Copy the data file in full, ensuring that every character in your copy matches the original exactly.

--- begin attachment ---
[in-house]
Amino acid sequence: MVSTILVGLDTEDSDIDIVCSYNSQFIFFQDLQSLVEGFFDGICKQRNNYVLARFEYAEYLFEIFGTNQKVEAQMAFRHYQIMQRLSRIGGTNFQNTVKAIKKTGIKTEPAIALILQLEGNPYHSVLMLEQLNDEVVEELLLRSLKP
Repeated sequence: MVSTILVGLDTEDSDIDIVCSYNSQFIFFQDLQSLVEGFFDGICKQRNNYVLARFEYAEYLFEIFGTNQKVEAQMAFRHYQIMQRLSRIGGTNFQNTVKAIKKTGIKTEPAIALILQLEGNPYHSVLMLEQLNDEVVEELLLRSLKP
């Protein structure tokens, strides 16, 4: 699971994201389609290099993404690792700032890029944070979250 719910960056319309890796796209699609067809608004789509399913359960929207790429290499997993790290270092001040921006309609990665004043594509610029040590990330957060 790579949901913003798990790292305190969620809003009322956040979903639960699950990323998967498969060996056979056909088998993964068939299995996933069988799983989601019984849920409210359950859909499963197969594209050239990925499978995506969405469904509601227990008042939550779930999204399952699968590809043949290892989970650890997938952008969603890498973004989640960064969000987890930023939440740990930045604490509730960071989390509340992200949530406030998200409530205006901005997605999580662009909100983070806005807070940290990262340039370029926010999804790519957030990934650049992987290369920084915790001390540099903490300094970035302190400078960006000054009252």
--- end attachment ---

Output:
[in-house]
Amino acid sequence: MVSTILVGLDTEDSDIDIVCSYNSQFIFFQDLQSLVEGFFDGICKQRNNYVLARFEYAEYLFEIFGTNQKVEAQMAFRHYQIMQRLSRIGGTNFQNTVKAIKKTGIKTEPAIALILQLEGNPYHSVLMLEQLNDEVVEELLLRSLKP
Repeated sequence: MVSTILVGLDTEDSDIDIVCSYNSQFIFFQDLQSLVEGFFDGICKQRNNYVLARFEYAEYLFEIFGTNQKVEAQMAFRHYQIMQRLSRIGGTNFQNTVKAIKKTGIKTEPAIALILQLEGNPYHSVLMLEQLNDEVVEELLLRSLKP
């Protein structure tokens, strides 16, 4: 699971994201389609290099993404690792700032890029944070979250 719910960056319309890796796209699609067809608004789509399913359960929207790429290499997993790290270092001040921006309609990665004043594509610029040590990330957060 790579949901913003798990790292305190969620809003009322956040979903639960699950990323998967498969060996056979056909088998993964068939299995996933069988799983989601019984849920409210359950859909499963197969594209050239990925499978995506969405469904509601227990008042939550779930999204399952699968590809043949290892989970650890997938952008969603890498973004989640960064969000987890930023939440740990930045604490509730960071989390509340992200949530406030998200409530205006901005997605999580662009909100983070806005807070940290990262340039370029926010999804790519957030990934650049992987290369920084915790001390540099903490300094970035302190400078960006000054009252």